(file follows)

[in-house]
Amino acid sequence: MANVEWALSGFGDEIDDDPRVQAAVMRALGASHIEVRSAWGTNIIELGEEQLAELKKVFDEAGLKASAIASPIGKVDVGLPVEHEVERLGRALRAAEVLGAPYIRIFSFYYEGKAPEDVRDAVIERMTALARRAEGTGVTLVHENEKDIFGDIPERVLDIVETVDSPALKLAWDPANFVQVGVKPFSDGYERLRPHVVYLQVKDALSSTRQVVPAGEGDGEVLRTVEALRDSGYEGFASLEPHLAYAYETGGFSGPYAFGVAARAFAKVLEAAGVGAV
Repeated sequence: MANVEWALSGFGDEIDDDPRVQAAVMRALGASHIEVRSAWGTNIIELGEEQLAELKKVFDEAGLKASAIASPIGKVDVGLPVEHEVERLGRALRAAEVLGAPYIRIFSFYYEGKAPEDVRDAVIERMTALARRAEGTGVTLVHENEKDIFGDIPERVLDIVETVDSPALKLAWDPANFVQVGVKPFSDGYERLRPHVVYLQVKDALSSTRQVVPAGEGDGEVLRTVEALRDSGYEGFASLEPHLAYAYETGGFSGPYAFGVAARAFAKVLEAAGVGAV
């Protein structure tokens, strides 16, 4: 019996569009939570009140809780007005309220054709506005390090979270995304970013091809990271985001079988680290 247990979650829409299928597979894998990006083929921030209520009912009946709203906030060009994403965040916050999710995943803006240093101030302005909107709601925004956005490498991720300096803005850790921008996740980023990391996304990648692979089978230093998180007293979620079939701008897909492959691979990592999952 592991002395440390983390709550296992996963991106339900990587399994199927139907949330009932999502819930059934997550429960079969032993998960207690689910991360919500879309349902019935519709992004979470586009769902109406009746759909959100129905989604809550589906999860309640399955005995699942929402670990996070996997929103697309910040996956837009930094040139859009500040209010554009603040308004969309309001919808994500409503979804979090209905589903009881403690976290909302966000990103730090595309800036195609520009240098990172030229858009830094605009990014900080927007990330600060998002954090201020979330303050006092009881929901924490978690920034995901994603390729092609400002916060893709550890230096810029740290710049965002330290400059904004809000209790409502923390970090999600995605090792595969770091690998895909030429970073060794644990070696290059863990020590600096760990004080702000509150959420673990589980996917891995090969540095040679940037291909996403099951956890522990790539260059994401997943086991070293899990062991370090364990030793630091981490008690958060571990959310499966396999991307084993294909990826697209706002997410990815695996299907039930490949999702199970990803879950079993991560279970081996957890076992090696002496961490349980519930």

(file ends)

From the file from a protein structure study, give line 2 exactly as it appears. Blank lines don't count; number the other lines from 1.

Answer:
Amino acid sequence: MANVEWALSGFGDEIDDDPRVQAAVMRALGASHIEVRSAWGTNIIELGEEQLAELKKVFDEAGLKASAIASPIGKVDVGLPVEHEVERLGRALRAAEVLGAPYIRIFSFYYEGKAPEDVRDAVIERMTALARRAEGTGVTLVHENEKDIFGDIPERVLDIVETVDSPALKLAWDPANFVQVGVKPFSDGYERLRPHVVYLQVKDALSSTRQVVPAGEGDGEVLRTVEALRDSGYEGFASLEPHLAYAYETGGFSGPYAFGVAARAFAKVLEAAGVGAV